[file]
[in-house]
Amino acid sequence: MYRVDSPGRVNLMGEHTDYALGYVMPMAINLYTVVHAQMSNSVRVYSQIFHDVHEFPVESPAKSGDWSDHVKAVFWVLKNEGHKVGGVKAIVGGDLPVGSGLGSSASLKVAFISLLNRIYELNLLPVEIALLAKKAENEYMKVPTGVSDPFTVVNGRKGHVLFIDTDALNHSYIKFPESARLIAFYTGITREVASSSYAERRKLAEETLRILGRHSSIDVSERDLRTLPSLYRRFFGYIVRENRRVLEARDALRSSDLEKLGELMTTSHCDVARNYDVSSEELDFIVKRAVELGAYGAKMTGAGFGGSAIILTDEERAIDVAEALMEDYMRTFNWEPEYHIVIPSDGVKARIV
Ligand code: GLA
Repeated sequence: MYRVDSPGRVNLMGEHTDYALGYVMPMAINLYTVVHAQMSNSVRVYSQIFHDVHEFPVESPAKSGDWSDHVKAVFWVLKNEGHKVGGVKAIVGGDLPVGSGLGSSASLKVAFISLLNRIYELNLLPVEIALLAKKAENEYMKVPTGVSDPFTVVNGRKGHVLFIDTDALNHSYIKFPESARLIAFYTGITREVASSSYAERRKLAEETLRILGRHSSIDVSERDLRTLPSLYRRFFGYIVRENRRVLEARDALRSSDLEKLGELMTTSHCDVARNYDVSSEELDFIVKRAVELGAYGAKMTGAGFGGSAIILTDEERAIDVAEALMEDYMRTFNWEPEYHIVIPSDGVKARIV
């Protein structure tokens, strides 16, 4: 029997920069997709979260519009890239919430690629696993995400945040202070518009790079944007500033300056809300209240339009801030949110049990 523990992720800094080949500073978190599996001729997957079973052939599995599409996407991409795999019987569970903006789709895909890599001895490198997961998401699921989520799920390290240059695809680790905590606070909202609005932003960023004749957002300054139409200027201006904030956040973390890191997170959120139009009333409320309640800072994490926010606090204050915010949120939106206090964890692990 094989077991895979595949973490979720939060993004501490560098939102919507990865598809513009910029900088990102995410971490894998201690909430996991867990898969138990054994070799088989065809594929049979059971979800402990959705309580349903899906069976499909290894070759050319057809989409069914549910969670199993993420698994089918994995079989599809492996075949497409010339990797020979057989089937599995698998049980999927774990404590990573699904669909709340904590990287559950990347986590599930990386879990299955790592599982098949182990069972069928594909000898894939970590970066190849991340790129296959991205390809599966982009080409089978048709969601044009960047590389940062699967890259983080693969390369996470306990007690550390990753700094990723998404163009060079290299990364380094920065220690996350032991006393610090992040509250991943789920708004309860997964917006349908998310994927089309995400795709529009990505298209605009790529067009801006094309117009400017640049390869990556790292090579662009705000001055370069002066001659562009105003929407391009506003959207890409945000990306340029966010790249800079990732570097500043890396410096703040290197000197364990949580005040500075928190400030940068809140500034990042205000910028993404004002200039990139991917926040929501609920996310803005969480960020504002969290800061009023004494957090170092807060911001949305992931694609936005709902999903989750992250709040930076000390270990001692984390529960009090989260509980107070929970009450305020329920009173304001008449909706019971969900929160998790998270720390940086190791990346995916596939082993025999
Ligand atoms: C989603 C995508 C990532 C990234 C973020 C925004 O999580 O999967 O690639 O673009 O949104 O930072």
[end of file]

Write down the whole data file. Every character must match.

[in-house]
Amino acid sequence: MYRVDSPGRVNLMGEHTDYALGYVMPMAINLYTVVHAQMSNSVRVYSQIFHDVHEFPVESPAKSGDWSDHVKAVFWVLKNEGHKVGGVKAIVGGDLPVGSGLGSSASLKVAFISLLNRIYELNLLPVEIALLAKKAENEYMKVPTGVSDPFTVVNGRKGHVLFIDTDALNHSYIKFPESARLIAFYTGITREVASSSYAERRKLAEETLRILGRHSSIDVSERDLRTLPSLYRRFFGYIVRENRRVLEARDALRSSDLEKLGELMTTSHCDVARNYDVSSEELDFIVKRAVELGAYGAKMTGAGFGGSAIILTDEERAIDVAEALMEDYMRTFNWEPEYHIVIPSDGVKARIV
Ligand code: GLA
Repeated sequence: MYRVDSPGRVNLMGEHTDYALGYVMPMAINLYTVVHAQMSNSVRVYSQIFHDVHEFPVESPAKSGDWSDHVKAVFWVLKNEGHKVGGVKAIVGGDLPVGSGLGSSASLKVAFISLLNRIYELNLLPVEIALLAKKAENEYMKVPTGVSDPFTVVNGRKGHVLFIDTDALNHSYIKFPESARLIAFYTGITREVASSSYAERRKLAEETLRILGRHSSIDVSERDLRTLPSLYRRFFGYIVRENRRVLEARDALRSSDLEKLGELMTTSHCDVARNYDVSSEELDFIVKRAVELGAYGAKMTGAGFGGSAIILTDEERAIDVAEALMEDYMRTFNWEPEYHIVIPSDGVKARIV
């Protein structure tokens, strides 16, 4: 029997920069997709979260519009890239919430690629696993995400945040202070518009790079944007500033300056809300209240339009801030949110049990 523990992720800094080949500073978190599996001729997957079973052939599995599409996407991409795999019987569970903006789709895909890599001895490198997961998401699921989520799920390290240059695809680790905590606070909202609005932003960023004749957002300054139409200027201006904030956040973390890191997170959120139009009333409320309640800072994490926010606090204050915010949120939106206090964890692990 094989077991895979595949973490979720939060993004501490560098939102919507990865598809513009910029900088990102995410971490894998201690909430996991867990898969138990054994070799088989065809594929049979059971979800402990959705309580349903899906069976499909290894070759050319057809989409069914549910969670199993993420698994089918994995079989599809492996075949497409010339990797020979057989089937599995698998049980999927774990404590990573699904669909709340904590990287559950990347986590599930990386879990299955790592599982098949182990069972069928594909000898894939970590970066190849991340790129296959991205390809599966982009080409089978048709969601044009960047590389940062699967890259983080693969390369996470306990007690550390990753700094990723998404163009060079290299990364380094920065220690996350032991006393610090992040509250991943789920708004309860997964917006349908998310994927089309995400795709529009990505298209605009790529067009801006094309117009400017640049390869990556790292090579662009705000001055370069002066001659562009105003929407391009506003959207890409945000990306340029966010790249800079990732570097500043890396410096703040290197000197364990949580005040500075928190400030940068809140500034990042205000910028993404004002200039990139991917926040929501609920996310803005969480960020504002969290800061009023004494957090170092807060911001949305992931694609936005709902999903989750992250709040930076000390270990001692984390529960009090989260509980107070929970009450305020329920009173304001008449909706019971969900929160998790998270720390940086190791990346995916596939082993025999
Ligand atoms: C989603 C995508 C990532 C990234 C973020 C925004 O999580 O999967 O690639 O673009 O949104 O930072």